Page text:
There are plenty of recruiting challenges that are unique to tech talent.
- Everyone is hiring tech talent! So, it follows that there is high competition for tech talent.
- The hiring frequency is higher because tech talent accounts for a major chunk of the workforce in most companies.
- Even at the screening stage, recruiters need the expertise of the hiring managers and developers to sift through to the best engineers.
Given these challenges, filtering hundreds or thousands of resumes by looking for keywords might not be the best way to get to the best of tech talent.
A better way to go might be pre-assessment tests. Pre-assessment tests are objective and help recruiters and hiring managers to look beyond just college names, degrees, race or even gender to truly hire the best talent based on their skills to do the job.
They’ll keep you from making hiring mistakes and help you hire the best software engineers.
In five simple steps, we’ll talk about how you can set up and use pre-assessment tests in your hiring process.
#1 Choose an assessment test provider
There are a quite a few tech pre-assessment tests that you can include in the hiring process.
- You can set up the tests as a part of your hiring process, streamlining the whole process.
- The test scores are added to candidate’s profile with all the other information giving you a complete picture at any given time.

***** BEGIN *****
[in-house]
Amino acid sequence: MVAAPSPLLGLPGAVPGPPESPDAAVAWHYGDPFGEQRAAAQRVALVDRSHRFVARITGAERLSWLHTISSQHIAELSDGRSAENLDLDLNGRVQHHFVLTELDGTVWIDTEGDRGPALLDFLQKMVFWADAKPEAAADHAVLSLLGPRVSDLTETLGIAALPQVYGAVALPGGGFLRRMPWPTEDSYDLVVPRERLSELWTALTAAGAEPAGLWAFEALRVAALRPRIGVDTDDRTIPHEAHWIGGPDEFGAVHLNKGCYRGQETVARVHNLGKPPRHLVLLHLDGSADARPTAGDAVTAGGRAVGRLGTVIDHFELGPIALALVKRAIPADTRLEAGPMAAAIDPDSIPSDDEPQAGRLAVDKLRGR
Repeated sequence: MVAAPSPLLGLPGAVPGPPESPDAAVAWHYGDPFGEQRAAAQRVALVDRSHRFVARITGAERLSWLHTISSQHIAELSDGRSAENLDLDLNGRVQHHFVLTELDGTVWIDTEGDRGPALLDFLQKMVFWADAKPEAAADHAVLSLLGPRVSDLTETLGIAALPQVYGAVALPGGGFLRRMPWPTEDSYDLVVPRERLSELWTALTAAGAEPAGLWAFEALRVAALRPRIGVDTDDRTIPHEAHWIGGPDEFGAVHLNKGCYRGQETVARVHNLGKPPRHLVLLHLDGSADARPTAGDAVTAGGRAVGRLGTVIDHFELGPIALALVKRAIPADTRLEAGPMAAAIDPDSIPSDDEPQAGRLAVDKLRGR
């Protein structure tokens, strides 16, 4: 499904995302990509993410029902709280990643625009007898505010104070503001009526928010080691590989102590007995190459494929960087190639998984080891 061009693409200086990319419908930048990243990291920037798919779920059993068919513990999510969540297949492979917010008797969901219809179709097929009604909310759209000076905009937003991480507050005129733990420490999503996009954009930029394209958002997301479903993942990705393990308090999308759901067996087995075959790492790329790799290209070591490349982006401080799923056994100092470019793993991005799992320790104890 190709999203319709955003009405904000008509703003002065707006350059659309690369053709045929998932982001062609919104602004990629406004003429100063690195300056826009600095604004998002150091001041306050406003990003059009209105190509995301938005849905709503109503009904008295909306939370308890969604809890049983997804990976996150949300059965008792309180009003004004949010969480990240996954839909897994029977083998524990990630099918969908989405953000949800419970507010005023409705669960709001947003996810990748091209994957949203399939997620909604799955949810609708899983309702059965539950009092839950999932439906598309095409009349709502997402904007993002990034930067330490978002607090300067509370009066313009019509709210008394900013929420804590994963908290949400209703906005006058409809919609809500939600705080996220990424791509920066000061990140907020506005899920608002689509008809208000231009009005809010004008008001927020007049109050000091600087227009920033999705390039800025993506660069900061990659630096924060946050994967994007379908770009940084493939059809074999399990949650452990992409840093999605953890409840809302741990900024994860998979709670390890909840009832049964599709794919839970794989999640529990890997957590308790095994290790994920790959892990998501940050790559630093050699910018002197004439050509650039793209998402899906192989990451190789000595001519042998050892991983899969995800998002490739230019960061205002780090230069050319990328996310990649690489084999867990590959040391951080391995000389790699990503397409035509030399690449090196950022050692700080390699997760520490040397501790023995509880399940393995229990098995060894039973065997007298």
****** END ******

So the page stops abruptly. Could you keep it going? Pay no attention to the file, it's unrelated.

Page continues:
- Putting the scores into an ATS also makes it available for the panel members and hiring managers.
- You don’t have to log in and out of multiple assessment test providers to send the tests or follow up on them, you can simply send them from your ATS.
#2 Design or choose your coding challenges
Once you have chosen a test provider, the next step would be to design the actual challenges. Most test providers have a library of challenges from which you can choose, or an option to design your own.
To choose or design your challenge, you first need an understanding of what you really want from your candidates. And then, you can design the challenge to test if your candidate has got whatever it is that you want.
HackerRank has an incredible five-step guide to creating powerful coding challenges. If I had to highlight the 4000-words guide in a few bullet points then this would be it:
- Gain clarity on what you exactly expect from your candidates. Spend 80% of your time understanding what you want and 20% crafting challenges to bring them out in your candidates.
- Designing the actual challenge can be separated into three different aspects – testing their fundamentals, technical knowledge and approach to problem-solving. The guide suggests that you achieve the first two using coding challenges (multiple choice questions and code completion challenges) and the latter in an interview.
- It’s a good practice to solve your challenges and have the right answers before you send your tests out. Make sure your tests are not too easy. Include at least one test that only 20% of your candidates can complete.
- Try to write problem statements that are specific to the context of your company. Experiments have shown that candidates displayed a 10% higher completion rate with company-specific problem statements over generic ones.
- Assess your candidates using multiple logical hurdles and not just the final scores.
- When you have in-person interviews with the candidates after their tech assessments, mirror the coding challenges they were previously given in style, knowledge, content etc,. The consistency is believed to positively affect the candidate’s performance.